Need to connect to a remote client securely and simply? One way to do that is to employ Hamachi, a zero-configuration VPN service. While zero configuration sounds pretty easy, you can make things easier still by using Quamachi, a Hamachi GUI for Linux.
Once installed, Quamachi checks to see if the Hamachi system service is running, and prompts the user to start it if necessary. After that, users can control Hamachi via both Quamachi’s menus and the right-click functionality of its network/peer list box.
Together, Hamachi and Quamachi let you access VPNs via a mature GUI, browse remote Samba fileshares, remotely control systems via SSH and VNC, and flexibly choose optional dependencies.
Australian developer Chris Giles created Quamachi more than three years ago to fill a void that was slowing him down. “Back then I could find only a couple of other Hamachi GUIs for Linux. One of them sucked and the other wouldn’t even load.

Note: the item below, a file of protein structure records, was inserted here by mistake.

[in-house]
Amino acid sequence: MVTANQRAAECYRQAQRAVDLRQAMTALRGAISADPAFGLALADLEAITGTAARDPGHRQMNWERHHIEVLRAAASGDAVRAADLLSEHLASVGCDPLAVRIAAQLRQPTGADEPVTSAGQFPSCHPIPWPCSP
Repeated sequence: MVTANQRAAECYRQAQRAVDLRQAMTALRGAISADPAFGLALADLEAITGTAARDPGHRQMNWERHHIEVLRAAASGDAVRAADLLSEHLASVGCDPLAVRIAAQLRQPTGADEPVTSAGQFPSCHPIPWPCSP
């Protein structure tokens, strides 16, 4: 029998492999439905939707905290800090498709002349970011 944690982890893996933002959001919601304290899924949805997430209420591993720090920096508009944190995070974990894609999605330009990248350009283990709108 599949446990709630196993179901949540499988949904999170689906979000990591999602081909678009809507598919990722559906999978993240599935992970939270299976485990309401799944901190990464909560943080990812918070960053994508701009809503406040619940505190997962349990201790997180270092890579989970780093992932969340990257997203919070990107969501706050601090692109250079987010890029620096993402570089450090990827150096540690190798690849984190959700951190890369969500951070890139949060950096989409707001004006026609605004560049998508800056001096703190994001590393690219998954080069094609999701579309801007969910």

“I wrote Quamachi in Python because I’m a fan of its minimalist syntax. KDE has always been my preferred desktop environment, and I knew that my applications would remain relatively small, so the Qt GUI toolkit was the perfect fit. I simply needed to fork and remodel the Q7Z source code, which uses the PyQt v4 bindings. These have proven to be reasonably stable over the years. PyQt is particularly suited to applications that need an attractive GUI and aren’t very resource-intensive.”
Giles just released a new version of Quamachi to correspond with a new version of the underlying software. “I recently realised that Hamachi had pulled v1 from its website and replaced it with a v2 release. I quickly added basic Hamachi v2 support into Quamachi and rushed v0.4.5 out the door a few days ago. Hamachi v2 brings several new features to the table, and upcoming releases of Quamachi will focus on supporting these and providing changes that accord with feedback received from users.”